The New Museum's programming appears culturally rich in Flood's description, drawing from its permanent collection as a method of saving money in reaction to budget cuts, and doing it in a very smart way. Many of these exhibition spaces are on high rotation and are presented in public areas that you don't have to pay to access as a visitor with some even visible from the street for passersby. There is also a strong programme to promote young artists, which reflects the mandate of "New Art, New Ideas" quite well. Flood was emphatic about the promotion of new talent, saying that museums have to act as conduits for cultural production, not simply as preservers and presenters. It also follows his line of advice to my colleague and I after his talk that, even when you find yourself unemployed or not attached to an institution: you must remain a cultural producer. Welcome to the blog.

Described nonchalantly as a 'revenue generator' by Richard Flood, the Sky Room sits in the highest cube of the New Museum. Image courtesy of collaborator Shauna Thompson.

In response to an audience question asking Flood how the New Museum is surviving in the 'Recession', Flood offered his observation on a recent trend of institutional collaboration, or what I would call 'relational aesthetics for administrators'. Museums around the world are coming together to share resources (and money) to plan projects that have mutual promotional and cultural benefits for all the participants. The New Museum's programme called "Museum as Hub" brings together institutions from Egypt, Mexico, Holland, Korea and others on the premise of exploring new ways of communicating, collaborating and planning exhibitions. Flood described this sort of project as a positive response to the poor economic times because it has developed a space for open dialogue and collaboration between heretofore autonomous institutions. There is no criticism in concern of nepotism or shallow meaning in the practice of 'institutional relational aesthetics' since there are real and successful results among internationally respected institutions. The only problem for me is that it still looks like a glossy, well-funded project presenting ideal forms of production and dissemination without the grass-roots, real community appeal.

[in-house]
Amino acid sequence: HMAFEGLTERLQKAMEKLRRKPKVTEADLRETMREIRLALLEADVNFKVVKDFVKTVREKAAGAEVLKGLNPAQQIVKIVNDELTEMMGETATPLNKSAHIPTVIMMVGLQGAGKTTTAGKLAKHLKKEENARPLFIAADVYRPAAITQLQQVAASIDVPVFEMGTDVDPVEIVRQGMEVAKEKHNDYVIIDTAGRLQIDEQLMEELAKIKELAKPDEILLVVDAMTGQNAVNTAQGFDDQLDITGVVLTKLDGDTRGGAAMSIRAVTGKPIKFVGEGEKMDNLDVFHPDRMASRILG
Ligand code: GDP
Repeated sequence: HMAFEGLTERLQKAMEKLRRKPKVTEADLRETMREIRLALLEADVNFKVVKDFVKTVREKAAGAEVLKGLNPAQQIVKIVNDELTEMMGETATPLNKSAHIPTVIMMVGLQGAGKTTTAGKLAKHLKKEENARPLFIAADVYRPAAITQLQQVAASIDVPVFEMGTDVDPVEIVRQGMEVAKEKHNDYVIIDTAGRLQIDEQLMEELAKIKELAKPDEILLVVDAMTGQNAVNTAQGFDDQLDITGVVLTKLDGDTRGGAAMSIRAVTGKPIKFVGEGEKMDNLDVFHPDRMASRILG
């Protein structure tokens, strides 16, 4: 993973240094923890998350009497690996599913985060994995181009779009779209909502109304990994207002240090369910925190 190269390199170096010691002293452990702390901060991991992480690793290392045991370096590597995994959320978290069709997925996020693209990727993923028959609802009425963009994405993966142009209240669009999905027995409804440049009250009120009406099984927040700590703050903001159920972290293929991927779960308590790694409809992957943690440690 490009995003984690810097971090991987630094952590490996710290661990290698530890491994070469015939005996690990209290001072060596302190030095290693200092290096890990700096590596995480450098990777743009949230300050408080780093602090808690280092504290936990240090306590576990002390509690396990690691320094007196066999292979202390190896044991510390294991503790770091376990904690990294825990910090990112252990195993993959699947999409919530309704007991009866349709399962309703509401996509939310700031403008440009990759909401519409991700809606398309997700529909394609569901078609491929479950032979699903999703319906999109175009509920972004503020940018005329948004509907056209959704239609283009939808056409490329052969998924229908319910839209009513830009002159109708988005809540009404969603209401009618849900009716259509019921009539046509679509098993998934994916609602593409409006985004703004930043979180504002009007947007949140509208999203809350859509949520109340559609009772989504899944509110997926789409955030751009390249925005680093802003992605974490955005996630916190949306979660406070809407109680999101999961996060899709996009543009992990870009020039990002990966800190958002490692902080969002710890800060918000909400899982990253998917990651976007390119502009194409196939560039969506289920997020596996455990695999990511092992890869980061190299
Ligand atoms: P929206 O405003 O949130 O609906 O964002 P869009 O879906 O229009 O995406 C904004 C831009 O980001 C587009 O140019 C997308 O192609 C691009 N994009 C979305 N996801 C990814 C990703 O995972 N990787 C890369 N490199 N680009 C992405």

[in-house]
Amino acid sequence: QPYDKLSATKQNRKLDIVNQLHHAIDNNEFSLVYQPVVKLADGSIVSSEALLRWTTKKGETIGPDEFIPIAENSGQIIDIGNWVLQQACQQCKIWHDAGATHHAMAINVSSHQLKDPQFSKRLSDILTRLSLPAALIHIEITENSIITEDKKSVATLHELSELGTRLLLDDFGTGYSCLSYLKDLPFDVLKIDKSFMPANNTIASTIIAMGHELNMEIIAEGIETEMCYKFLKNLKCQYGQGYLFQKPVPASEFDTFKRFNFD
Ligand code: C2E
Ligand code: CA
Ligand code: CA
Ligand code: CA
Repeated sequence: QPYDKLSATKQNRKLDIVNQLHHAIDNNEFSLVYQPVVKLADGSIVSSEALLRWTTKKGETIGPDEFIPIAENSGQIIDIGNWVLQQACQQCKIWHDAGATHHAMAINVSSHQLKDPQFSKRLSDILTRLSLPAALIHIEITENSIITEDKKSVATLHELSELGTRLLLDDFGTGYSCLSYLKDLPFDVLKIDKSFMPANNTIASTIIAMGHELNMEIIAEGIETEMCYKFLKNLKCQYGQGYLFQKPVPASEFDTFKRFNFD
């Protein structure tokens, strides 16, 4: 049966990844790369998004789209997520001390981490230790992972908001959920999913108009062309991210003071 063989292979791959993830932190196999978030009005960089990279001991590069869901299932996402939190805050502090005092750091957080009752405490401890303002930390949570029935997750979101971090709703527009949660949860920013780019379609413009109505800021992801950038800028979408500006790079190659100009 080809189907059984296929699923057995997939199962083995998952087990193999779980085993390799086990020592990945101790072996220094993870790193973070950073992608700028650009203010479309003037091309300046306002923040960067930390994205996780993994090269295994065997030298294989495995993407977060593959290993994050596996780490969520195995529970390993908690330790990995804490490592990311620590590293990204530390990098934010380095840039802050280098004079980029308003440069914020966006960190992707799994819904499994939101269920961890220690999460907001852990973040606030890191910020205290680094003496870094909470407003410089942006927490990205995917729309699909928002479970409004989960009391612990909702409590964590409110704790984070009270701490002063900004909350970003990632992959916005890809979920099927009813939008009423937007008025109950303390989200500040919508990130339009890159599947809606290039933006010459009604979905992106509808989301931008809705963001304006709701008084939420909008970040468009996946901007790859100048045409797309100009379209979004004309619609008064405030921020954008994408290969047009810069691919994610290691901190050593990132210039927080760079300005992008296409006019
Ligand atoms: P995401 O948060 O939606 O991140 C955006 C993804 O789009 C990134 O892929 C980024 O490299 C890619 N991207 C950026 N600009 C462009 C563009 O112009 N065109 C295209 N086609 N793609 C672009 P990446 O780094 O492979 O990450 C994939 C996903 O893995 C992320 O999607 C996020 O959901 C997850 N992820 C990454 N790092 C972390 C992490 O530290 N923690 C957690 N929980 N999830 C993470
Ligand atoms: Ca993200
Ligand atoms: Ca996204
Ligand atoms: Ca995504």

There remains a divide between grand institutions like the New Museum in relation to the smaller public institutions like an ARC as to how they have been effected by funding challenges brought on by the 'Recession' along with how a curator operates within each context. The New Museum upholds the ideals of a well-funded, hierarchal museum that all of us expect to exist through time; sure they struggle, but they still have enough money for the shellac to polish things over....often assisted through low-level layoffs *cough* AGO *cough*, while the big-wig Directors and Curators with the recognizable names spearhead the programming that valiantly continues (well, they're keeping the institution afloat, right?). In the case of smaller institutions, with few people filling many roles, relaxed hierarchy among curators, contributors and directors, focused programming, locally involved: they get closed down, like the Helen Pitt Gallery in Vancouver (R.I.P, and hope for the walking dead).